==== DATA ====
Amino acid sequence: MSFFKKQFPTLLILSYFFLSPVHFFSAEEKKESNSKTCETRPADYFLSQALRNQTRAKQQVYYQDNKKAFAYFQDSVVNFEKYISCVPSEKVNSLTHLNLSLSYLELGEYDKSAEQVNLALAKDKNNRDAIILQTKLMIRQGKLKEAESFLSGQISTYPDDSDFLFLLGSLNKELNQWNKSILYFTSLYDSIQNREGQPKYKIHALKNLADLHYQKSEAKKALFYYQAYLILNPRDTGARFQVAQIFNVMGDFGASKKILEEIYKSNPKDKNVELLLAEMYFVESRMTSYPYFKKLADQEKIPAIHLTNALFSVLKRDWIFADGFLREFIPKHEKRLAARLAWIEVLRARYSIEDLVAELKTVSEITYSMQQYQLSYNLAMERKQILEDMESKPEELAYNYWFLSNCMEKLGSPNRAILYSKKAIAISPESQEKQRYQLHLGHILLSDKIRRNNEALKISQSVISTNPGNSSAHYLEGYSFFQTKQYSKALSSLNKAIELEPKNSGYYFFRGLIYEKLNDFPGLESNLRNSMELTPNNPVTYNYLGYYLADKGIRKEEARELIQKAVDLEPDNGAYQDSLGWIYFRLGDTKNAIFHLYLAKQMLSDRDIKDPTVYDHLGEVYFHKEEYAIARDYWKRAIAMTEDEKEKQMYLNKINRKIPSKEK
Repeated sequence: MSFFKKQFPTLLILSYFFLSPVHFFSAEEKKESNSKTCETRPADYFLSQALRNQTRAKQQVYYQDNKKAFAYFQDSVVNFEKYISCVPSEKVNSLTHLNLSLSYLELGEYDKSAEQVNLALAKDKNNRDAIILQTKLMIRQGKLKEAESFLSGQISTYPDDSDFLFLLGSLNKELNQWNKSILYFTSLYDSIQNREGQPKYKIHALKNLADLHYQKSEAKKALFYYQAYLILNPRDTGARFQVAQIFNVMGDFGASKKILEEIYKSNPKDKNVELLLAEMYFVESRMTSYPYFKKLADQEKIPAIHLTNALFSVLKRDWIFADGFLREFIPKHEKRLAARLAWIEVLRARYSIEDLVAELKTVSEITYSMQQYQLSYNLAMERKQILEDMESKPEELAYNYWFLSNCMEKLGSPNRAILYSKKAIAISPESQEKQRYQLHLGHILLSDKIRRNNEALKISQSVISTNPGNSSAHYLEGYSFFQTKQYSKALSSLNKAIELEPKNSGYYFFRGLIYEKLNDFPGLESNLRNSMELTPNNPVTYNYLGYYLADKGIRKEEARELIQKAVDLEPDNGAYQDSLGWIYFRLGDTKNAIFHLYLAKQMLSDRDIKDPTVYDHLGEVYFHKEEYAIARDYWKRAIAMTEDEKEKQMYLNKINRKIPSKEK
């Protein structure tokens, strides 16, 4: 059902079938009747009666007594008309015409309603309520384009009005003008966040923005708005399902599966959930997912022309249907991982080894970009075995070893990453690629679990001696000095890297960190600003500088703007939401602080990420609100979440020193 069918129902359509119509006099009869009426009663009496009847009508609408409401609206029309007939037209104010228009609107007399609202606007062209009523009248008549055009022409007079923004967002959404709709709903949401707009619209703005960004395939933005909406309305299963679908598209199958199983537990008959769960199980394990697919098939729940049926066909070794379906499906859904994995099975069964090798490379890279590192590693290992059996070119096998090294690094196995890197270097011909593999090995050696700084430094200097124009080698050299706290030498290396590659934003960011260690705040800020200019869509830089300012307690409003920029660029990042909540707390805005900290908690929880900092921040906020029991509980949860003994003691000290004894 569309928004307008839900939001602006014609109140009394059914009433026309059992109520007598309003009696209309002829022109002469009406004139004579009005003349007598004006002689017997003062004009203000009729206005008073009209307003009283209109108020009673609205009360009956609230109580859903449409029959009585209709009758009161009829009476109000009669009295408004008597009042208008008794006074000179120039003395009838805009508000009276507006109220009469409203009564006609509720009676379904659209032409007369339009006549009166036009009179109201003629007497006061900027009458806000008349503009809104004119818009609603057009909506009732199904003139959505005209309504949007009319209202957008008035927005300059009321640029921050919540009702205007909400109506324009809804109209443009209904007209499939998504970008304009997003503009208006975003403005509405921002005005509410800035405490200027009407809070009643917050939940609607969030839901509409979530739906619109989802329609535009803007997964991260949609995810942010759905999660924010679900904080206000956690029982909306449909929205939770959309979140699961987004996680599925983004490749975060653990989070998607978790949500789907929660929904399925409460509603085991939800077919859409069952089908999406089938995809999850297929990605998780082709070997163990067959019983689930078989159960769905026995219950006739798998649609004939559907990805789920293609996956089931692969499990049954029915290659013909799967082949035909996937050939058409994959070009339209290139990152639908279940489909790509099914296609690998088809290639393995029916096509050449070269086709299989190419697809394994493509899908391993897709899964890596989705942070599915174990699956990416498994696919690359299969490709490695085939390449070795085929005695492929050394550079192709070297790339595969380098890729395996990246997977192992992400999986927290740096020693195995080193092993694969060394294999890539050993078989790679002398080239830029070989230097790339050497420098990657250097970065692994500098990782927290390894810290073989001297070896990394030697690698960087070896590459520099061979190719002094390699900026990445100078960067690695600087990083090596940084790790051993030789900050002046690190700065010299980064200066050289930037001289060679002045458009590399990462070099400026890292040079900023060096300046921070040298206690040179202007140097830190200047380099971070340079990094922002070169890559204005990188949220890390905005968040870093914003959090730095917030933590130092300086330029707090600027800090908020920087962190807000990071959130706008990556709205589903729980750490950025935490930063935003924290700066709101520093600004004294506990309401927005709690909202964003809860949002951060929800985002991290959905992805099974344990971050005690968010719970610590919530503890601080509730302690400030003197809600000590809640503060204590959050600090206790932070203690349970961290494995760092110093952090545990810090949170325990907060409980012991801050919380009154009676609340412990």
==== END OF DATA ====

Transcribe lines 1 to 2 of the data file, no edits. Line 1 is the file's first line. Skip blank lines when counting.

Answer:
Amino acid sequence: MSFFKKQFPTLLILSYFFLSPVHFFSAEEKKESNSKTCETRPADYFLSQALRNQTRAKQQVYYQDNKKAFAYFQDSVVNFEKYISCVPSEKVNSLTHLNLSLSYLELGEYDKSAEQVNLALAKDKNNRDAIILQTKLMIRQGKLKEAESFLSGQISTYPDDSDFLFLLGSLNKELNQWNKSILYFTSLYDSIQNREGQPKYKIHALKNLADLHYQKSEAKKALFYYQAYLILNPRDTGARFQVAQIFNVMGDFGASKKILEEIYKSNPKDKNVELLLAEMYFVESRMTSYPYFKKLADQEKIPAIHLTNALFSVLKRDWIFADGFLREFIPKHEKRLAARLAWIEVLRARYSIEDLVAELKTVSEITYSMQQYQLSYNLAMERKQILEDMESKPEELAYNYWFLSNCMEKLGSPNRAILYSKKAIAISPESQEKQRYQLHLGHILLSDKIRRNNEALKISQSVISTNPGNSSAHYLEGYSFFQTKQYSKALSSLNKAIELEPKNSGYYFFRGLIYEKLNDFPGLESNLRNSMELTPNNPVTYNYLGYYLADKGIRKEEARELIQKAVDLEPDNGAYQDSLGWIYFRLGDTKNAIFHLYLAKQMLSDRDIKDPTVYDHLGEVYFHKEEYAIARDYWKRAIAMTEDEKEKQMYLNKINRKIPSKEK
Repeated sequence: MSFFKKQFPTLLILSYFFLSPVHFFSAEEKKESNSKTCETRPADYFLSQALRNQTRAKQQVYYQDNKKAFAYFQDSVVNFEKYISCVPSEKVNSLTHLNLSLSYLELGEYDKSAEQVNLALAKDKNNRDAIILQTKLMIRQGKLKEAESFLSGQISTYPDDSDFLFLLGSLNKELNQWNKSILYFTSLYDSIQNREGQPKYKIHALKNLADLHYQKSEAKKALFYYQAYLILNPRDTGARFQVAQIFNVMGDFGASKKILEEIYKSNPKDKNVELLLAEMYFVESRMTSYPYFKKLADQEKIPAIHLTNALFSVLKRDWIFADGFLREFIPKHEKRLAARLAWIEVLRARYSIEDLVAELKTVSEITYSMQQYQLSYNLAMERKQILEDMESKPEELAYNYWFLSNCMEKLGSPNRAILYSKKAIAISPESQEKQRYQLHLGHILLSDKIRRNNEALKISQSVISTNPGNSSAHYLEGYSFFQTKQYSKALSSLNKAIELEPKNSGYYFFRGLIYEKLNDFPGLESNLRNSMELTPNNPVTYNYLGYYLADKGIRKEEARELIQKAVDLEPDNGAYQDSLGWIYFRLGDTKNAIFHLYLAKQMLSDRDIKDPTVYDHLGEVYFHKEEYAIARDYWKRAIAMTEDEKEKQMYLNKINRKIPSKEK